A G-line, also known as a global kill line, is a global network ban. It’s similar to a K-line or kill line in that a user is banned from a network. The major difference between a G-line and a K-line is that while a K-line only disconnects a user from a single server, a G-line disconnects the user from an entire network. A user usually receives a G-line after he or she has received a K-line on another server and continues to abuse the network from a different server.
A G-line is considered an extreme measure that is used as a last resort when all previous methods of attempting to discipline an abusive user have failed. This also means that only high ranking global IRC operators are usually permitted to set G-lines, especially on larger networks. K-lines are usually reserved for local affairs and are handled by operators of individual servers.
There are numerous reasons why a user might be banned from a network by a G-line, and these reasons can vary from one network to the next. Basically, it happens when a user violates a policy of the network multiple times or becomes abusive to the network and other users.
A G-line can also last for any period of time. Some G-lines are in place for only a short period, which means the user has to wait for it to wear off. Other G-lines can be put into place for a longer period of time, and if the abuse is severe enough a G-line can be put into place permanently.
A G-line can be stored in the configuration file of an IRCd, but some network operators prefer to store them in the service’s configuration files instead. If a G-lined user attempts to access the IRC network from which they were banned, they are automatically disconnected. Sometimes they may receive a message stating the reason for the ban, but they may also merely be disconnected.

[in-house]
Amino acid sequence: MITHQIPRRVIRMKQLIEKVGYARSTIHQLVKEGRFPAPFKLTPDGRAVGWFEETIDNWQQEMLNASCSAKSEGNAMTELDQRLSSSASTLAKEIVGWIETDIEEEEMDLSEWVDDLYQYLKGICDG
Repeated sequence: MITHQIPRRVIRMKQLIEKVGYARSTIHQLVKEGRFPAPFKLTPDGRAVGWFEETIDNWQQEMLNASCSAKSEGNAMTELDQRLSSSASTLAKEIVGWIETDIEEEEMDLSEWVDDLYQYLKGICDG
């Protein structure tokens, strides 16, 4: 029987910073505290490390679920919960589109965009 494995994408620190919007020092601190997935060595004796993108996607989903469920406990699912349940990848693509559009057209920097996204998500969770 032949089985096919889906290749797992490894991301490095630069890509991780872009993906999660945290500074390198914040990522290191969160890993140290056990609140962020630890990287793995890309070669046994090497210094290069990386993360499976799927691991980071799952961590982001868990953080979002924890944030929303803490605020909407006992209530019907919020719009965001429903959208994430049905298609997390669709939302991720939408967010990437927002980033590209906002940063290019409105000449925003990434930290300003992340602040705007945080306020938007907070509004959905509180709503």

Despite their similarities to K-lines, G-lines do work a little differently from other kill lines. A G-line is typically set as either *@IPaddress or *@ghost, but the first option is usually the preferred one. When the *@IPaddress option is used, the G-line waits for the identity protocol of a user to be entered, which of course occurs when said user logs onto the network. If the user has been G-lined, the identity protocol will appear as a match on the G-line list and the user will immediately be disconnected.
If the *@ghost option is being used, the server performs a reverse DNS lookup on the user to determine if his or her IP address to those on the G-line list. This is a slower process that often results in a delay between when the user tries to log onto a network and when he or she is banned. This is also why this method is not the preferred method. The user does get disconnected from the network, but he or she can still get onto the network for a short time.